Thursday, November 17, 2005
ANWR Leases To Be Sold
Despite being set aside for protection 44 years ago, the Senate approved requiring the Interior Department to begin selling oil leases for the Arctic National Wildlife Refuge in Alaska refuge within two years.
Though past attempts had failed, this time drilling supporters attached language ending the ban on drilling in the refuge to a budget measure that is immune from filibuster.
It is estimated that 10.5 billion barrels of oil lie beneath the coastal tundra of northeastern Alaska. At present, the US uses about 7.3 billion barrels of oil a year.
Do the math: that's less than a year-and-half's supply.
Experts predict that oil will not flow from ANWR for 10 years and, according to the Energy Department, peak production of about 1 million barrels a day isn't expected until about 2025.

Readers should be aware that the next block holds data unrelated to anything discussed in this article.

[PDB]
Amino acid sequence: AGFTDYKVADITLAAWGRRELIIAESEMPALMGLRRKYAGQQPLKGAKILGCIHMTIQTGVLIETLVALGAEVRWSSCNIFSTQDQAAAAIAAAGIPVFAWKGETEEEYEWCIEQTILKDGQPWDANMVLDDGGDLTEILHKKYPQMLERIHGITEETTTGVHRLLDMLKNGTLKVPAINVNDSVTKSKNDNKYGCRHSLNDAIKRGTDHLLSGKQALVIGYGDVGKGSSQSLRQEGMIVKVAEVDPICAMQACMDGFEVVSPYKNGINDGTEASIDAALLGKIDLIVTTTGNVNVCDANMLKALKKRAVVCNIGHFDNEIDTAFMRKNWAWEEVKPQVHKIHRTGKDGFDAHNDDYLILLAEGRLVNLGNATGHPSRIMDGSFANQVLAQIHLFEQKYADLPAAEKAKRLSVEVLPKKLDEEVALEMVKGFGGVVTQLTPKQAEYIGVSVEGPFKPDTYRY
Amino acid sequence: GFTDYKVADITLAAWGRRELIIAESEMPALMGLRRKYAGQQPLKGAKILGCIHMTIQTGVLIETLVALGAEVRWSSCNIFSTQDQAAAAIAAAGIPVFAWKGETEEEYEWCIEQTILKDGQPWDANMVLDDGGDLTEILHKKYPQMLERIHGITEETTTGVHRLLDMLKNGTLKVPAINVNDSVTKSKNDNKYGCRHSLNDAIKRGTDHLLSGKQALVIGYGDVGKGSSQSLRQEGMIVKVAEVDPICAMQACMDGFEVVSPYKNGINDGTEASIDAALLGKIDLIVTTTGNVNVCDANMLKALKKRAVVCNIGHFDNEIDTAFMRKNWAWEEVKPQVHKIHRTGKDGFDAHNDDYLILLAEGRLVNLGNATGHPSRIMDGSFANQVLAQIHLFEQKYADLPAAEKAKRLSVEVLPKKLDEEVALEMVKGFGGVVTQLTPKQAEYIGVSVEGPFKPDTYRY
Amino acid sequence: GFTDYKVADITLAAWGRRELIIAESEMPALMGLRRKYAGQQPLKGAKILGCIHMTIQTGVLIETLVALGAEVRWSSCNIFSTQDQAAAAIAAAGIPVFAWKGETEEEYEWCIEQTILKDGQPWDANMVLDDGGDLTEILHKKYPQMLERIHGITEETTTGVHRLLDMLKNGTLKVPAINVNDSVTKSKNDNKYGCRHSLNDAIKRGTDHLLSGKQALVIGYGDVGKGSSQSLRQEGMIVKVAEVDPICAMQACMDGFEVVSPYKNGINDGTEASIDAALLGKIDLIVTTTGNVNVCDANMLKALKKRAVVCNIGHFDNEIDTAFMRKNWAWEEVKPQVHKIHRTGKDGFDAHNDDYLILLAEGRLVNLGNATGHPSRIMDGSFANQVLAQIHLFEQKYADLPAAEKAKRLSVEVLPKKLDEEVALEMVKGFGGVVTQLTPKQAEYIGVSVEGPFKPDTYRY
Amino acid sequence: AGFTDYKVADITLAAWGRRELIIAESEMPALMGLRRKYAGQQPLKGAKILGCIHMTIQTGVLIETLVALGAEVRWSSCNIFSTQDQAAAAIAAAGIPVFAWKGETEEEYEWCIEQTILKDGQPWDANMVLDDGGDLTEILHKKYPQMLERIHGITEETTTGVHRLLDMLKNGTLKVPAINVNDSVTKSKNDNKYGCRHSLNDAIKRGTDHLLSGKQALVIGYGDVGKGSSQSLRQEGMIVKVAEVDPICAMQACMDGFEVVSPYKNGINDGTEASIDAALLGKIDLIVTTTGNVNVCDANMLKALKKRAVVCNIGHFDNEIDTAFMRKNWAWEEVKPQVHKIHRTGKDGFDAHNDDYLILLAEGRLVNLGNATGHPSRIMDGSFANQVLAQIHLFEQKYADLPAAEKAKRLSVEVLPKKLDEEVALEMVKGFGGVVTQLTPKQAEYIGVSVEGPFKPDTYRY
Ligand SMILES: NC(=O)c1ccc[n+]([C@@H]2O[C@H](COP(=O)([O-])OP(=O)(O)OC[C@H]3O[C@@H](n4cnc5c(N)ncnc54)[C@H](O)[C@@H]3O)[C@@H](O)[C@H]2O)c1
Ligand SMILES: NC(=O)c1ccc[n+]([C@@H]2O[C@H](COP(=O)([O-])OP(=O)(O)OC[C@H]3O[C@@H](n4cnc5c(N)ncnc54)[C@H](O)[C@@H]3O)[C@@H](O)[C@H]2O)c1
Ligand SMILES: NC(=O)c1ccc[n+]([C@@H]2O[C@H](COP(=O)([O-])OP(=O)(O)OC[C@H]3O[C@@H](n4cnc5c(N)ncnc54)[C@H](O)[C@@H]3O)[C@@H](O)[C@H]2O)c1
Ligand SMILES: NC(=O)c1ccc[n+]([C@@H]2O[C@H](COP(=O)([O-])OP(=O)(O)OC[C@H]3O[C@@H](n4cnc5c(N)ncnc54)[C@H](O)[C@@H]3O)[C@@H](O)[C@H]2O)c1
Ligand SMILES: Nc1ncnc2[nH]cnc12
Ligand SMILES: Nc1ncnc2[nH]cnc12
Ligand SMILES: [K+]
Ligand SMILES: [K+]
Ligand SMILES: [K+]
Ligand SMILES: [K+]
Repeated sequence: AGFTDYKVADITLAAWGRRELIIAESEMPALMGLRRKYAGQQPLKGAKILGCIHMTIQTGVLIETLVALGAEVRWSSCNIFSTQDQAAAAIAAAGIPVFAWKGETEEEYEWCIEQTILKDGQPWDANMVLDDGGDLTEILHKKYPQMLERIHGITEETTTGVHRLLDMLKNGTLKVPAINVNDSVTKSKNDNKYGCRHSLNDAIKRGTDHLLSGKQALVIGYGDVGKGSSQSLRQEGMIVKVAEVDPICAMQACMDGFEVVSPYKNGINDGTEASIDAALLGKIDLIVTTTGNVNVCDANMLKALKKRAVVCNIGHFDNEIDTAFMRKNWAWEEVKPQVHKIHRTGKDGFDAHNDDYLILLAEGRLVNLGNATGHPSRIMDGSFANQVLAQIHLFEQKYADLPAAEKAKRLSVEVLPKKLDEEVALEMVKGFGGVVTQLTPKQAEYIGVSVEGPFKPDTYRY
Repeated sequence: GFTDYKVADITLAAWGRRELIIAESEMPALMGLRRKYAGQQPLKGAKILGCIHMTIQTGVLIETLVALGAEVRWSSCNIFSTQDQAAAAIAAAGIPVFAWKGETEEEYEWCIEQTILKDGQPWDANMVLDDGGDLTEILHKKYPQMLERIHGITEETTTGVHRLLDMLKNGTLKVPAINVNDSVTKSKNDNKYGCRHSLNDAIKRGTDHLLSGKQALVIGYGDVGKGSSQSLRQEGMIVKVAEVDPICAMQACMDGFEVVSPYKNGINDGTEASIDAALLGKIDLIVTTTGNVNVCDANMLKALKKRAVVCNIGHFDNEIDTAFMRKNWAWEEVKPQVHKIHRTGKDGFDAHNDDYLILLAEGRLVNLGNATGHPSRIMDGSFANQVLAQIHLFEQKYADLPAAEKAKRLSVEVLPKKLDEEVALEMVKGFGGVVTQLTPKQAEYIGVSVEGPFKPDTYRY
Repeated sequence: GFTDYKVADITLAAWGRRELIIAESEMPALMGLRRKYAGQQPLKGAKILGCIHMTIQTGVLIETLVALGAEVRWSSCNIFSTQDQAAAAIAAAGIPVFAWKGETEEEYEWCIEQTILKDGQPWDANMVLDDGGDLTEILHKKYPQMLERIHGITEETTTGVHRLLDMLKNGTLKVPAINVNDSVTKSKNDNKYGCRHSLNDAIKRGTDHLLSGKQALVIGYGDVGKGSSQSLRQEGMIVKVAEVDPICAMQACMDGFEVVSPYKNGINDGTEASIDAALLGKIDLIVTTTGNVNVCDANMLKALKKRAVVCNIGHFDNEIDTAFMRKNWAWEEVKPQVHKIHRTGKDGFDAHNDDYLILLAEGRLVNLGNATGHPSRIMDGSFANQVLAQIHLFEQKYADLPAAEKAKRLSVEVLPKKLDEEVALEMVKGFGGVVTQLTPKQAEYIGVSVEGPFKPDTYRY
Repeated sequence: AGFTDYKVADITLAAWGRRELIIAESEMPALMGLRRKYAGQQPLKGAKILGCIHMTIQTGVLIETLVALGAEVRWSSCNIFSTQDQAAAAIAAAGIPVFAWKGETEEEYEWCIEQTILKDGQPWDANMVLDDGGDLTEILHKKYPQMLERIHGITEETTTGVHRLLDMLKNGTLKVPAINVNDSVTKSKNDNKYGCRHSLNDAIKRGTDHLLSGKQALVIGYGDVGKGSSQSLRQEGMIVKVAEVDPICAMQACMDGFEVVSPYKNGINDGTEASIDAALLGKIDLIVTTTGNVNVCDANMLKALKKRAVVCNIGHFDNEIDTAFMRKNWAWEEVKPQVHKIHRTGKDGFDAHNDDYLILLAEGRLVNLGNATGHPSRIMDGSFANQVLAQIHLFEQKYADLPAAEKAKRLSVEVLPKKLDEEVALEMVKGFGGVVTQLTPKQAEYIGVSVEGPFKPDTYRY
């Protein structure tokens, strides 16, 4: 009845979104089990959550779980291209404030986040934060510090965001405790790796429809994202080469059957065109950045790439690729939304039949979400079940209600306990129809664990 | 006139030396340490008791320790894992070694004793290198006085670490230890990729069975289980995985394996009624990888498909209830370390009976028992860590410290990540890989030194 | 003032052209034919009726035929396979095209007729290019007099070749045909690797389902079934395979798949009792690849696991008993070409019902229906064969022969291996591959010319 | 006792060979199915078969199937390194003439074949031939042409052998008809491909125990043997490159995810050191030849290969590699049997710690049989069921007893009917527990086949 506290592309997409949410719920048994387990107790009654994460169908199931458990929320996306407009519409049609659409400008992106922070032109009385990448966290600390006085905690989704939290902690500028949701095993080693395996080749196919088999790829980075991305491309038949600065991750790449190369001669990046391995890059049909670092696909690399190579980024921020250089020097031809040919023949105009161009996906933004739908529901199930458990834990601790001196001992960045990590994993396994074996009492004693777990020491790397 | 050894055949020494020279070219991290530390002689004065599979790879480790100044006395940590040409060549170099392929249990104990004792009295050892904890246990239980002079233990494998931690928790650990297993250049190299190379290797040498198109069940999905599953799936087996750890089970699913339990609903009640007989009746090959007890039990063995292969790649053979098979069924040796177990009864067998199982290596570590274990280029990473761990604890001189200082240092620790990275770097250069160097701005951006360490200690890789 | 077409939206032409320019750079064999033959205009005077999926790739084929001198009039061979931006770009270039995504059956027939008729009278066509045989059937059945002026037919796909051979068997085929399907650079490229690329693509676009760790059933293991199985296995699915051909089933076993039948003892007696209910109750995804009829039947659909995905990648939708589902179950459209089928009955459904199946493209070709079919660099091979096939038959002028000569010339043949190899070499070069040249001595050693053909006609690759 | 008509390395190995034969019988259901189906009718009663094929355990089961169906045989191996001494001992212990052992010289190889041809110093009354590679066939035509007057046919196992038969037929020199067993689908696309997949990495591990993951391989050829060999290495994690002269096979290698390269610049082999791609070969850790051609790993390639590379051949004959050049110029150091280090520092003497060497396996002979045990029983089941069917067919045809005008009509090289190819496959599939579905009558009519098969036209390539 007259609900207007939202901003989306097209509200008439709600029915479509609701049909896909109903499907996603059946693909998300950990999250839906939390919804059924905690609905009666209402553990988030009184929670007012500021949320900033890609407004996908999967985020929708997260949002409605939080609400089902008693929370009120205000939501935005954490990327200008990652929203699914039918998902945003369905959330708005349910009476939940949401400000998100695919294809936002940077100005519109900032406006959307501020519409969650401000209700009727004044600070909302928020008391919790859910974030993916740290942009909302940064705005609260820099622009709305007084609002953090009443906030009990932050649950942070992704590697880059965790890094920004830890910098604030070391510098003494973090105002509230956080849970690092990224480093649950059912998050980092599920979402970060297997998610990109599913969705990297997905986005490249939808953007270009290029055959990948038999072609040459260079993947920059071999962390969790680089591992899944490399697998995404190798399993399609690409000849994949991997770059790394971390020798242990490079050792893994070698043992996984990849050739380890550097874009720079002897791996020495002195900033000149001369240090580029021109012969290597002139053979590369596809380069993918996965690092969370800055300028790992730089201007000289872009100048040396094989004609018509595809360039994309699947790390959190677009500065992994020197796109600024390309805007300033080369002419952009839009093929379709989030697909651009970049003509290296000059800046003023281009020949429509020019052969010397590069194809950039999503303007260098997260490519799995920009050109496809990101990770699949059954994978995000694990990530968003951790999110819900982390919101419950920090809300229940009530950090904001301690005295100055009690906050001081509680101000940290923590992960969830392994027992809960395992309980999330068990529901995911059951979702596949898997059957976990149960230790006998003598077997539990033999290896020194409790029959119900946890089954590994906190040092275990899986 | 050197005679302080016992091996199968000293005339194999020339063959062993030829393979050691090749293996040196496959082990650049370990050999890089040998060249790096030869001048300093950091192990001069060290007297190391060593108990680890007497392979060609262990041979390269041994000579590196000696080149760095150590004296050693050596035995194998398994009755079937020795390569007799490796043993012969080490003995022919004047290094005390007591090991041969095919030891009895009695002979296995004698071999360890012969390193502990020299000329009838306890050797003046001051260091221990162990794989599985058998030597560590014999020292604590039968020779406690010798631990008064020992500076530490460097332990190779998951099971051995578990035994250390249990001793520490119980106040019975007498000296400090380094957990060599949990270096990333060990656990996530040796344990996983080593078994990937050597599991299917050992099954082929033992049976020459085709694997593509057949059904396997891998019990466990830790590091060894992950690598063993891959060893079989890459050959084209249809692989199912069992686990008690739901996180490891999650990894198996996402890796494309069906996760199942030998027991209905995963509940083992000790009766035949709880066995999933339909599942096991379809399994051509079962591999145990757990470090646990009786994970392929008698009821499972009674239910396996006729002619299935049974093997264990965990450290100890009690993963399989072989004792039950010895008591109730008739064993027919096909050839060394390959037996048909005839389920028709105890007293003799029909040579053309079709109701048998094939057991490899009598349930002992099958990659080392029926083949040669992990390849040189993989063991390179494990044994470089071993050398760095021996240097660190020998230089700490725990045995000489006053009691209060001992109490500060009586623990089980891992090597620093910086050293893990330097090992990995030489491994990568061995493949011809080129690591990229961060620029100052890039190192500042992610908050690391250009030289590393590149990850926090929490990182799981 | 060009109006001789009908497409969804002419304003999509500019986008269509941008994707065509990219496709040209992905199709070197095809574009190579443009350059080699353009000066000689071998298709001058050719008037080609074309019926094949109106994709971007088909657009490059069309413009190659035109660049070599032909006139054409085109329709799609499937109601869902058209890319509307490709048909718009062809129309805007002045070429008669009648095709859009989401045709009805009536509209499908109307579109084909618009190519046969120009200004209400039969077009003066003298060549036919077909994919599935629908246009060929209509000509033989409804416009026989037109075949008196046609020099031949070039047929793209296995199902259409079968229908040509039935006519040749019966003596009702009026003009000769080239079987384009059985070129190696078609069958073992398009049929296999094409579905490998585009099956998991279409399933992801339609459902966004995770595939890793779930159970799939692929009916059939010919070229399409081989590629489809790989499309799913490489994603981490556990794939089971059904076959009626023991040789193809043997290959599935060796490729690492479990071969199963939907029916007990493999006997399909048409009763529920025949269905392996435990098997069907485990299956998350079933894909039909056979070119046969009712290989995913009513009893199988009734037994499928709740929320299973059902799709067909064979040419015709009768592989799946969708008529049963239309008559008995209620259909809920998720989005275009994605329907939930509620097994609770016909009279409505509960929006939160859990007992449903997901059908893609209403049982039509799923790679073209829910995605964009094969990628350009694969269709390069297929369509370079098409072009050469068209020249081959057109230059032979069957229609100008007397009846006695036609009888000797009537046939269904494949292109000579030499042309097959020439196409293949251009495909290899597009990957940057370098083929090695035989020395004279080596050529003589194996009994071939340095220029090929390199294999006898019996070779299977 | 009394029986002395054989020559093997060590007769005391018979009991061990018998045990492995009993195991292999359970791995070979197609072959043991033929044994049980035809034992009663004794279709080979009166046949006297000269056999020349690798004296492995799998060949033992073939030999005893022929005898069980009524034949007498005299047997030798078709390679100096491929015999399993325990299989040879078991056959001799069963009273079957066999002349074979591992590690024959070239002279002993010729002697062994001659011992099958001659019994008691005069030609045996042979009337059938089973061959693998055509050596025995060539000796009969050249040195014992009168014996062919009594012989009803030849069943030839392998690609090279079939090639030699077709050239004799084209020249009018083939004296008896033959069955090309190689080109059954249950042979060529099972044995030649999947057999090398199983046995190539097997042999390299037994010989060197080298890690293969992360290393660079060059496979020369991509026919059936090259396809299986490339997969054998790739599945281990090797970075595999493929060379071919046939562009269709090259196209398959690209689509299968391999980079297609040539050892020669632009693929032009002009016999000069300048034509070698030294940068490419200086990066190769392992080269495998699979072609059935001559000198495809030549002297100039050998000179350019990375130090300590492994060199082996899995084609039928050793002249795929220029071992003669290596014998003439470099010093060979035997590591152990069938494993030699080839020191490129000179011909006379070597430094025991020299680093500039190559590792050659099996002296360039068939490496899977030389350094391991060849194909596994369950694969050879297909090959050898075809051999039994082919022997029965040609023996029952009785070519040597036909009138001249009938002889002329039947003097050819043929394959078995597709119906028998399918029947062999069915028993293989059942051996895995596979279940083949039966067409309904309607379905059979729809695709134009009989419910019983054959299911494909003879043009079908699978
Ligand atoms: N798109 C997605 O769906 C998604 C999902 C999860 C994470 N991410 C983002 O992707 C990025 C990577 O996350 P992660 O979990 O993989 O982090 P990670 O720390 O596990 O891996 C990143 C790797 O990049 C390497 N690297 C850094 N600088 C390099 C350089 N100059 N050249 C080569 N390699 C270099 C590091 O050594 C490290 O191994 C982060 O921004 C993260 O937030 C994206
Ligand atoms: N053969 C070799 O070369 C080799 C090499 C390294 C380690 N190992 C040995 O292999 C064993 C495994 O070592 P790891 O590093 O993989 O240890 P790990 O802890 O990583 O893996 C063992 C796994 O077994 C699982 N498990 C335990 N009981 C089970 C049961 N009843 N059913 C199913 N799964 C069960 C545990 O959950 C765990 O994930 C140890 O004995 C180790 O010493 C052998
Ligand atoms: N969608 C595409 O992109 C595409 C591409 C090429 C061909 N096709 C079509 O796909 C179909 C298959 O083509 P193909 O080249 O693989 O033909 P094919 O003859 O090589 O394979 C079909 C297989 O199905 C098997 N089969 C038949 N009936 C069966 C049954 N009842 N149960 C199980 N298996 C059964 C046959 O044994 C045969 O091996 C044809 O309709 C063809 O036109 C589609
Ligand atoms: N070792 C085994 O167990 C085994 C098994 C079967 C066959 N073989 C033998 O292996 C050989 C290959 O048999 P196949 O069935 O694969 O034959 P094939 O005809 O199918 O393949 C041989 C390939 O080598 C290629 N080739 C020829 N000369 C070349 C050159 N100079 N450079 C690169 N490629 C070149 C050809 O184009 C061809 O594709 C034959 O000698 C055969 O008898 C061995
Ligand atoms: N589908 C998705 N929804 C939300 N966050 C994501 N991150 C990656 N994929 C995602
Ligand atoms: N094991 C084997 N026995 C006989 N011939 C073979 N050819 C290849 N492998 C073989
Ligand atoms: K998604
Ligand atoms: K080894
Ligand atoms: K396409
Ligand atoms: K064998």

Currently, the United States uses about 20 million barrels of oil a day and consumption is expected to increase an additional 32 percent by 2025.
It's hard to see how ANWR will make any difference at all. The leases are clearly a giveaway to oil interests.
Environmentalists have cited a report by DOE's Energy Information Administration that concluded that ANWR oil would only slightly affect gasoline prices and marginally lower the growth of imports by 2025, when imported oil would account for 64 percent of U.S. demand instead of 68 percent without ANWR's oil.
How about that for energy independence -- a whopping 4 percent decrease in foreign oil reliance. Wow, let's celebrate!
The provision in the budget bill assumed $2.5 billion in federal revenue from oil lease sales over the next five years. Alaska would get a like amount, as well as half of future oil royalties from the refuge.
That's one reason Alaska's senators have fought for years to approve oil exploration in the refuge, which was set aside in 1961 for special protection.